A single game of chess can last longer than a final exam. And making just one move can take far longer than answering the toughest of questions.
Once, during a chess tournament, Matthew Blake took 45 minutes to strategize and settle on a move. The game lasted more than four hours and, while waiting for Blake to make a decision, his opponent fell asleep.
Blake, a fifth-year History and Criminology student at Western, is among the university’s best chess players. He’s played the game since the tender age of five, mastering it in grade school, when he first started winning tournaments.
“My dad always pushed me; I had that head start advantage, I guess,” Blake laughed. “I played a lot up until Grade 8 and I did well. I won the London City Championship for my age a few times when I was in Grades 6, 7 and 8.
However cerebral the game, for a child, chess was great training, he added. There’s so much to learn beyond the rules. For years, Blake has been studying openings, patterns and tactics, as well as different combinations and opponent moves that can come as a result from every move he makes on the board.
“It’s like any type of subject you study in school. There’s a lot of theory involved and it takes a lot of hours of practice and studying theory to be good,” he explained.
The skills that come with playing chess – and playing it well – easily transfer to the classroom, Blake added. The game requires a lot of memorization, imagination and visualization. There are hundreds of ways to open a game, and each opening might have up to 15 different sequences. At the outset of every game, Blake knows at least the first 5-10 moves he will make. If you’re not skilled at chess, he won’t need many more to take you down.
Last month, when Western hosted the 2017 Canadian University Chess Championships, an annual tournament that brings together the best chess players (students and faculty members) from campuses across the country, Blake was the top player and team captain in one of two sections of Western’s team. Though Western did not win this year, Blake’s team performed well, losing only one game.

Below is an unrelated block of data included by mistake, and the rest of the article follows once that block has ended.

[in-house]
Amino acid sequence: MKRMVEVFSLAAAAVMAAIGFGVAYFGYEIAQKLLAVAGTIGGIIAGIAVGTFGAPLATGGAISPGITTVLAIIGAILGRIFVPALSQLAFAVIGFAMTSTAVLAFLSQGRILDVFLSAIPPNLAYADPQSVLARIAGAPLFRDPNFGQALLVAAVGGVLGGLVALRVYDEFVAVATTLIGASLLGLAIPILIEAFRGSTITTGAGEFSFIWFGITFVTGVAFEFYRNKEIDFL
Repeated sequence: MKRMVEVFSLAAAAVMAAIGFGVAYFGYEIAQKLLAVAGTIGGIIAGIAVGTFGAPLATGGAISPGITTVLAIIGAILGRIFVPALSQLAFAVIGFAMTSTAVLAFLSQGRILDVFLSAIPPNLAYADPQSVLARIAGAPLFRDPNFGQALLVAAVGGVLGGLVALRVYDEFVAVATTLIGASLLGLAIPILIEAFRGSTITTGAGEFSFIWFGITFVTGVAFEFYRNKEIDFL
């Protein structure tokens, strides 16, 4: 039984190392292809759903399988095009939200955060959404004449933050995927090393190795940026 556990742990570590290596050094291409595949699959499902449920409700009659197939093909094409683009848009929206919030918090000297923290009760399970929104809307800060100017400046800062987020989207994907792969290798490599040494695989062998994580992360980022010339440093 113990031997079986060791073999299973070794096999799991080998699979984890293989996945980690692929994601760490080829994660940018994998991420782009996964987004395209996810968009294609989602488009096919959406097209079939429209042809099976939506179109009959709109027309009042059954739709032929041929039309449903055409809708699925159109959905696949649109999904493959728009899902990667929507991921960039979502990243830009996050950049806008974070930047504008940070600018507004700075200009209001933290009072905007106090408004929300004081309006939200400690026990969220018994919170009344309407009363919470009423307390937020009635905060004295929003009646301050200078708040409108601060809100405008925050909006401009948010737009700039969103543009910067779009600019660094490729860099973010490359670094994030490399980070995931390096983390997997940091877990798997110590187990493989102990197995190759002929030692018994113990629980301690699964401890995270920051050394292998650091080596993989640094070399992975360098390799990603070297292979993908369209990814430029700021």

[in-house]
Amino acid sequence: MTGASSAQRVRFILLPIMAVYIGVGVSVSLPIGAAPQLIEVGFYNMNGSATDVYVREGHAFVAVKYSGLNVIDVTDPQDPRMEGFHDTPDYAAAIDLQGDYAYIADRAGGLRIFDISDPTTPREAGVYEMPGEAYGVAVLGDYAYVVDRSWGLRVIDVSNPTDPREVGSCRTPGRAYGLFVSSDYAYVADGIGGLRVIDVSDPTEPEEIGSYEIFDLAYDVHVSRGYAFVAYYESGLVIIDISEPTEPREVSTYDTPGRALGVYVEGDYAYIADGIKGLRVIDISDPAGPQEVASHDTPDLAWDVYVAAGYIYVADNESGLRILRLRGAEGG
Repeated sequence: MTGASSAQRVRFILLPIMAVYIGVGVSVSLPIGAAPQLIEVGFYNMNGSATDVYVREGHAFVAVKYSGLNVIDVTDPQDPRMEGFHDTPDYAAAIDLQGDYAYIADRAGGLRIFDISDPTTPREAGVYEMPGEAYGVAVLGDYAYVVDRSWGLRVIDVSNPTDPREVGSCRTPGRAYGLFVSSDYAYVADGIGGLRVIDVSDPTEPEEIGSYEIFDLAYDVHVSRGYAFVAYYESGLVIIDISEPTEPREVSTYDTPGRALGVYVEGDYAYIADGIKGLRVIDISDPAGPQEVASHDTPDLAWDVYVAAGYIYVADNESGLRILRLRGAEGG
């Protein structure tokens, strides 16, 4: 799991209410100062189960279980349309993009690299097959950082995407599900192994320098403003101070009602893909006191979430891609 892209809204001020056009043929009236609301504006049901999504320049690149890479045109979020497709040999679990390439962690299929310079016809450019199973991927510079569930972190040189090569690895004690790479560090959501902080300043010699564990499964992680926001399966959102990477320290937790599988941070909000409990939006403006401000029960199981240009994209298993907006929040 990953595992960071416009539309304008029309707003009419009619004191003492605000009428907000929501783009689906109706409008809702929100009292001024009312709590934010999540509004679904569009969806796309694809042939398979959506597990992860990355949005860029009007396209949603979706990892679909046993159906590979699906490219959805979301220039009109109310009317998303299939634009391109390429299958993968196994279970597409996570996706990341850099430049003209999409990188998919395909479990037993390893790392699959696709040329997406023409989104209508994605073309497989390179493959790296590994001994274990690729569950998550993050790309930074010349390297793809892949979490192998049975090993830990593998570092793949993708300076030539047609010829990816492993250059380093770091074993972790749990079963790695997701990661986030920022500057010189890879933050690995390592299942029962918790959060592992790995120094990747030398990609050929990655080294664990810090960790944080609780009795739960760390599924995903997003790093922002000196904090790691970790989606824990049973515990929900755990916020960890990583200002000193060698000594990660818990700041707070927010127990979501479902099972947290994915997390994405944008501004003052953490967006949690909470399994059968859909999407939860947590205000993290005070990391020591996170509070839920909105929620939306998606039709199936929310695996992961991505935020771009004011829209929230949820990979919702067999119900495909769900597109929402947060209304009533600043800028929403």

“I had stopped playing chess in high school, altogether. You get caught up in things, and there wasn’t a chess club. But a year or two ago, at Western, I stumbled upon the Chess Club booth during Clubs Week. I got back into it, and I got the bug, even though my rating at the time didn’t reflect my skill level,” Blake said.
Chess players who play competitively are rated by ability, with the current world chess champion, Magnus Carlsen, holding a rating of about 2,800. Blake currently sits in the 1,700s and continues to work on his skill level, studying the game and learning from other players.
“It’s a lot of fun. There’s a big competitive aspect, and the competition is just like any other sport. In tournaments, you will play some people rated higher and some people rated lower,” he said. “When you play someone lower, you’re risking your rating a lot because you have a lot to lose and not a lot to gain. But it’s nice when you play harder people because you have a lot to gain, a little bit to lose, and it’s good experience.”
It’s a “battle of minds,” Blake noted. Putting so much effort into studying and practicing the game, when a win comes, the payoff is great and losing is hard. It’s especially frustrating in those games that go on forever, he said.
“The hardest part about it is probably blundering, making a mistake deep into the game, after 2, 3, 4 hours and the whole effort is lost. It can be mental torture at times, but when you win the game after four hours, it makes it all worth it; it’s a euphoria.”
With hopes of going to law school, Blake looks to continue playing chess on the side. It’s rewarding, fun and not at all what some might expect, he added.
“A lot of people think chess players are very geeky. They have a negative air about chess, and when you tell some people about it, they just don’t understand. They ask, ‘That’s a thing?’ But the stereotypes aren’t true. And when people hear about it, they’re impressed. It’s a wonderful game.”